2015-03-05 / Around Town

Taking Up the Bagpipes

By James Merolla


Michael Martin, 71, does not plan to blow his one big chance to march with the Ancient Order of Hibernian Pipes and Drums Band someday in the Newport St. Patrick's Day Parade. The former Coast Guard construction inspector took up the thorny instrument at age 67. Michael Martin, 71, does not plan to blow his one big chance to march with the Ancient Order of Hibernian Pipes and Drums Band someday in the Newport St. Patrick's Day Parade. The former Coast Guard construction inspector took up the thorny instrument at age 67. Mike Martin hopes to play in the Hibernian band next year. He aspires to be good enough.

He is practicing his difficult instrument five days a week in order to get his marching orders. His tutor is a fair, but tough, whip-cracker who is putting the 71-year-old through his paces every Thursday night.

An unassuming active member of the Newport Zoning Board for the past 12 years and a retired U.S. Coast Guard construction inspector, he is learning how to play the bagpipes.

Martin will march again on March 14 as the head marshal of the 3rd Division in the Newport St. Patrick’s Day Parade, something he has done for 22 other parades, but he will sigh privately as he hears the wailing sounds and the aerophonic pulses of Newport’s Ancient Order of Hibernian Pipes and Drums Band being played nearby.

“I’m a student, I’m just starting out. I’m not ready yet,” said Martin of playing the demanding instrument. “I have carried a flag in the band’s color guard but I have yet to play the bagpipe in a parade.”

Martin retired in 2005 from the Coast Guard’s civilian division. He was a construction representative who inspected projects at stations from Cape Cod and the Islands to the Maine coastline.

Still seeking new oceans to traverse, he graduated in 2007 from the International Yacht Restoration School of Technology & Trades.

As a marshal for the St. Patrick’s Day Parade, Martin was inspired by the bagpipe bands marching with him. “The bagpipe bands in Division III made me fly high as a kite. I was thrilled.”

But it was another parade four years ago – the one on Columbus Day – that changed mere admiration into hands-on experience. “I was marching with the Ancient Order of Hibernians and the Hibernian Band. At the end of the parade, I turned to my brother, Steve, who was president of the Hibernians at the time, and I said, ‘They’re having too much fun. I think I’d like to join the band.” Steve replied: “You should!”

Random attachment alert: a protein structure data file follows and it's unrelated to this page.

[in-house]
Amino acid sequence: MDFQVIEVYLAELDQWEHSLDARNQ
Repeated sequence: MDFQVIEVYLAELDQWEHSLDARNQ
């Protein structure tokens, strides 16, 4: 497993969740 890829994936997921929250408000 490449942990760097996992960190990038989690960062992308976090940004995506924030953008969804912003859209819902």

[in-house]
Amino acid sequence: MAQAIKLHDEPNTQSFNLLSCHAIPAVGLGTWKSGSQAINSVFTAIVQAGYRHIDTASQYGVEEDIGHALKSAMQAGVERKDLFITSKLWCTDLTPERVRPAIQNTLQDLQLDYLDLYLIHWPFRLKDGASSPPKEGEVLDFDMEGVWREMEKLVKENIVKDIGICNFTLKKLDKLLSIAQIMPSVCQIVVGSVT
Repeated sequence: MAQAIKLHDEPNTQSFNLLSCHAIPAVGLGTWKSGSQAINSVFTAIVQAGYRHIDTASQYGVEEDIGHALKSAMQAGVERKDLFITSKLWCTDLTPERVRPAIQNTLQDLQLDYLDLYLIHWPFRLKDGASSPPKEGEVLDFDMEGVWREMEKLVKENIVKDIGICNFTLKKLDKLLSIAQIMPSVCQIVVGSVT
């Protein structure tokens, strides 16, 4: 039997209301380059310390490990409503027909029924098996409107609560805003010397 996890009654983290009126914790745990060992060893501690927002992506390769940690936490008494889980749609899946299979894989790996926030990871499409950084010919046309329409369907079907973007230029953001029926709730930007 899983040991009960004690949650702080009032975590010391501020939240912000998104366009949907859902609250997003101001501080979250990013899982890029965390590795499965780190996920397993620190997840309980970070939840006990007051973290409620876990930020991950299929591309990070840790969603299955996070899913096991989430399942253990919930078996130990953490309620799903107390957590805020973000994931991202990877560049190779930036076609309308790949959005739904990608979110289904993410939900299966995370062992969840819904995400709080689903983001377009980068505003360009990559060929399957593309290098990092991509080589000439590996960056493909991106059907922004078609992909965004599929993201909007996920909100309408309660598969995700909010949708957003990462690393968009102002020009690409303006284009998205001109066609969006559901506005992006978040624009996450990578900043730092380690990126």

Martin recalls, “A few weeks later I saw Michael O’Connor, pipe major for the Hibernian Band, in front of St. Augustin’s Church. I said, ‘I want to join your band.’ His jaw dropped and he said, ‘Come to the next practice.’ I went to that practice not really knowing whether I could be a drummer or a bagpiper. At the end of the practice, Michael told me, ‘Bring $85 for your chanter to the next practice. You’re going to be a bagpiper.’”

So four years ago, at age 67, the instrumental neophyte (“The only musical experience I had was playing the triangle in kindergarten at Carey Elementary School.”) began wrapping his arms around the thorny bagpipes.

O’Connor noted that learning to play the bagpipes requires an “unnatural breathing technique,” making it extremely challenging.

“The pipes take years to play very well,” he said. “Most people just want to get up and start walking around, wearing a kilt and play – but it doesn’t work that way.”

For much of the past four years, Martin, like most students, has been playing the chanter and not the full pipe. The chanter is a recorder like device – the melody pipe – a reed instrument to help the player master the woodwind aspect of the bagpipes.

It is not unusual for players of any age to take several years to move from chanter to the full instrument. Students attend weekly practices with the band and are tutored by more experienced pipers. Martin also has had weekly private tutors. The first was Joe Mone, a very experienced band leader who taught the Providence Police Band and many other New England officers how to play. His current tutor is Debbie Kane, pipe major for the Rhode Island Highlanders, who works with Martin every Thursday evening. “She is the boss. She’s a very nice lady, but she’s brutal,” laughed Martin.

Martin remains true to his ambition. He has spent $1,500 for a brand new set of pipes, a typical price tag.

“I try to practice every day, but you know how that goes. I practice about five days a week,” said Martin. “Sometimes, I wonder why I’m still doing it. Then I remember: I want to play with the band next year.”

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